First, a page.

Under the 1998 Digital Millenium Copyright Act (DMCA), breaking the encryption on any software program is a federal crime. In 1999, the hacker magazine 2600 posted DeCSS on its website, 2600.com; this code, which breaks the encryption on DVDs, enables Linux computers to play DVDs (when encrypted, DVDs can only be played on Microsoft products) and also allows DVDs to be copied. The movie industry sued 2600's publisher, and although the court ultimately ruled against the magazine, the case inspired hacktivists to create art that incorporates the code. In so doing, the artists argue that computer language is speech and should be protected under the First Amendment. For more examples, see Gallery of CSS Descramblers, from which these were taken.

Anonymous
Web page, circa 2000
CLICK HERE

This DVD logo, formed from the characters in the CSS-auth source, was generated by an anonymous hacker using the MosASCII tool created by Robert DeFusco. To view the entire source code, click "Select All" on your browser's Edit menu.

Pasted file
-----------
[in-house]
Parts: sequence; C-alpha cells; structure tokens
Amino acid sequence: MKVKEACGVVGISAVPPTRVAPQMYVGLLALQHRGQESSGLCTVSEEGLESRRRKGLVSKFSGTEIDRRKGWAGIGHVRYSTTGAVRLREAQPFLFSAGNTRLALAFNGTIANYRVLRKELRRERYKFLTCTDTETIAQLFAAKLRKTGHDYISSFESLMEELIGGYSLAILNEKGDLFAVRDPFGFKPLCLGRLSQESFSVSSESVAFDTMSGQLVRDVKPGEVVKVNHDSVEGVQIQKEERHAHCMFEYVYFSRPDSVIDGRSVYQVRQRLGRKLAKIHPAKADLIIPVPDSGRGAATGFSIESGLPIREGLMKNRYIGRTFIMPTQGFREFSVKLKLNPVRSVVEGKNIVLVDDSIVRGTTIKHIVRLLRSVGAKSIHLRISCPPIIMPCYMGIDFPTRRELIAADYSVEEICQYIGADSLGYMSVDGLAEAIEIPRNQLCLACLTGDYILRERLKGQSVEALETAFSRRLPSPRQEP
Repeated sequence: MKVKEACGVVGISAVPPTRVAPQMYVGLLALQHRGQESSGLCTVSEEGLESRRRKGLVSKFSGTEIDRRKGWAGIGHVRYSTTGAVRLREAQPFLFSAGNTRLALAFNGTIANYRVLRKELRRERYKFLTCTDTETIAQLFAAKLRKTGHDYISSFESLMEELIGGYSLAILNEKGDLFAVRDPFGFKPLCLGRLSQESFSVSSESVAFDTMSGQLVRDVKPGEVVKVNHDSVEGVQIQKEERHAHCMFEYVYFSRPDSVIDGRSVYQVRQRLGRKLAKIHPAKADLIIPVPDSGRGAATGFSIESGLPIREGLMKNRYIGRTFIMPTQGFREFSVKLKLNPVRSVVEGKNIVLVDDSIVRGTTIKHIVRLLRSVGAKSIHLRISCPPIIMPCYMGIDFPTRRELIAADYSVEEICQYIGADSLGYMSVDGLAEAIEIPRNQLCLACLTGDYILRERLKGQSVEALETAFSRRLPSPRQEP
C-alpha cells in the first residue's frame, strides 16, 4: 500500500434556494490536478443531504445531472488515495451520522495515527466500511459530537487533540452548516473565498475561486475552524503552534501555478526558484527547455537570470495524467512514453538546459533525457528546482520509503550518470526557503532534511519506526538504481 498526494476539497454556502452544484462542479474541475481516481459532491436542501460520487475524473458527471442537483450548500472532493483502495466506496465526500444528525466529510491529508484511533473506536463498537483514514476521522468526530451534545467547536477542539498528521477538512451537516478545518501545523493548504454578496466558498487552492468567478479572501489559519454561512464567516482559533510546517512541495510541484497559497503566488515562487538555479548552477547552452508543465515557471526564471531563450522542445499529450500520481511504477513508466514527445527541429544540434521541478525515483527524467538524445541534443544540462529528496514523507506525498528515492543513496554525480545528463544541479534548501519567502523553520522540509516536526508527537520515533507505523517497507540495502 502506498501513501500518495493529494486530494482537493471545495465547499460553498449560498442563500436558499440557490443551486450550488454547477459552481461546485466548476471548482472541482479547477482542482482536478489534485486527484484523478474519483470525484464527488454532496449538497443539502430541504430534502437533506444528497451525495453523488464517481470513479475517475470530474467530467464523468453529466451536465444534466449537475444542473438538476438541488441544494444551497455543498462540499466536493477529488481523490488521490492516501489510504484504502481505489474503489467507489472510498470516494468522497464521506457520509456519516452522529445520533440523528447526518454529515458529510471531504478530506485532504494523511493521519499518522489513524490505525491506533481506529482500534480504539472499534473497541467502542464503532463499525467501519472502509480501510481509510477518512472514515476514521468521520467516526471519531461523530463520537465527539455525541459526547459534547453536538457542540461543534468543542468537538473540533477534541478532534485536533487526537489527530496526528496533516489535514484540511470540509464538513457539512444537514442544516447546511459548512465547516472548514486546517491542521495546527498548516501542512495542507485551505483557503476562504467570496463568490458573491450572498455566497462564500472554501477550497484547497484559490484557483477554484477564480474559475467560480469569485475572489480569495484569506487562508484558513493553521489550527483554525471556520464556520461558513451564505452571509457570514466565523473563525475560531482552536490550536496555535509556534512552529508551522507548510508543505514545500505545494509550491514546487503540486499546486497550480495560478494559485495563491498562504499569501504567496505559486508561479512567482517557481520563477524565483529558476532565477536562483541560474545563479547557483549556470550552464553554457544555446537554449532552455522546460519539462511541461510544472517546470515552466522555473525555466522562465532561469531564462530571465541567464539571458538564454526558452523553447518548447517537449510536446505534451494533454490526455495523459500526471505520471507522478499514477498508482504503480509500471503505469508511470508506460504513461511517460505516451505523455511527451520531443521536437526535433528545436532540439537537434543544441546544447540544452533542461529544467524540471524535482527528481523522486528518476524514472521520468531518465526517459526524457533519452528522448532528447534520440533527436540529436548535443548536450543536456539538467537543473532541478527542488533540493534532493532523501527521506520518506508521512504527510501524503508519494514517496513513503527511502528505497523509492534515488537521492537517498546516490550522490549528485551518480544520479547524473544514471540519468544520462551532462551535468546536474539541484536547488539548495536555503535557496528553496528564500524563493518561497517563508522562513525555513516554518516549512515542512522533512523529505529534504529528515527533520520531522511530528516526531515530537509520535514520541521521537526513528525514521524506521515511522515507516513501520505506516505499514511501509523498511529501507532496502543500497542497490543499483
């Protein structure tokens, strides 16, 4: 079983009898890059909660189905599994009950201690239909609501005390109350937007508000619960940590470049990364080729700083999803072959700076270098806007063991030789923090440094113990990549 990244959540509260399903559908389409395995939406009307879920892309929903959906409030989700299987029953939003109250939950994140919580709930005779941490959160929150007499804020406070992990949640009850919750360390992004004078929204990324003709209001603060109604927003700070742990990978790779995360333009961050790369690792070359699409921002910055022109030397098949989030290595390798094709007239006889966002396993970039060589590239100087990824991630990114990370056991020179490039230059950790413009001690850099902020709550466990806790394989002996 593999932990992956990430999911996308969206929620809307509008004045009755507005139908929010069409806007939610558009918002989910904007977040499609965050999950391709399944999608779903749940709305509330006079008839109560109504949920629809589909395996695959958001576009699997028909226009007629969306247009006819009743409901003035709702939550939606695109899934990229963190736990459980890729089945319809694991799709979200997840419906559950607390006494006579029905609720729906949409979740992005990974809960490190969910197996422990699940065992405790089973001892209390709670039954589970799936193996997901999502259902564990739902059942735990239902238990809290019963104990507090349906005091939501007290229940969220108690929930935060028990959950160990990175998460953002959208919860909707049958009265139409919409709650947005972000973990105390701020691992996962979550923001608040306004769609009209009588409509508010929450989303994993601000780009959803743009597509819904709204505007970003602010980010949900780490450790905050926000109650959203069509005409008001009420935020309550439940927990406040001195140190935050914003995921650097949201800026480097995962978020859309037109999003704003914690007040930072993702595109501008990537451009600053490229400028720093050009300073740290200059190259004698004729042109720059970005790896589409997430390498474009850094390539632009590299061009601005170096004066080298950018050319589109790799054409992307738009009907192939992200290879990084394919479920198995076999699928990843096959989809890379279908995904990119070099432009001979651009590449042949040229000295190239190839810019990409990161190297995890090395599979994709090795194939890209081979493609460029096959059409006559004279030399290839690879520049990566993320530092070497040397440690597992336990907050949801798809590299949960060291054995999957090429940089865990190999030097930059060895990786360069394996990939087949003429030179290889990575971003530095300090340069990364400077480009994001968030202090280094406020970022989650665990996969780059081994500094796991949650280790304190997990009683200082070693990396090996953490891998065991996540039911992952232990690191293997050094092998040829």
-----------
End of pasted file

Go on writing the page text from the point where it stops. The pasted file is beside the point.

Anonymous
"DeCSS Haiku"
Text, 2001
CLICK HERE

This poem is both a commentary on the DeCSS situation and a correct and complete description of the descrambling algorithm. As its anonymous author told the Wall Street Journal, "A program is a literary work. The idea was to show how strange and difficult it is to classify computer programs and technical information as something other than speech." Although the vast major of readers can't make use of the haiku, programmers are likely to know how to translate the poem back into software code.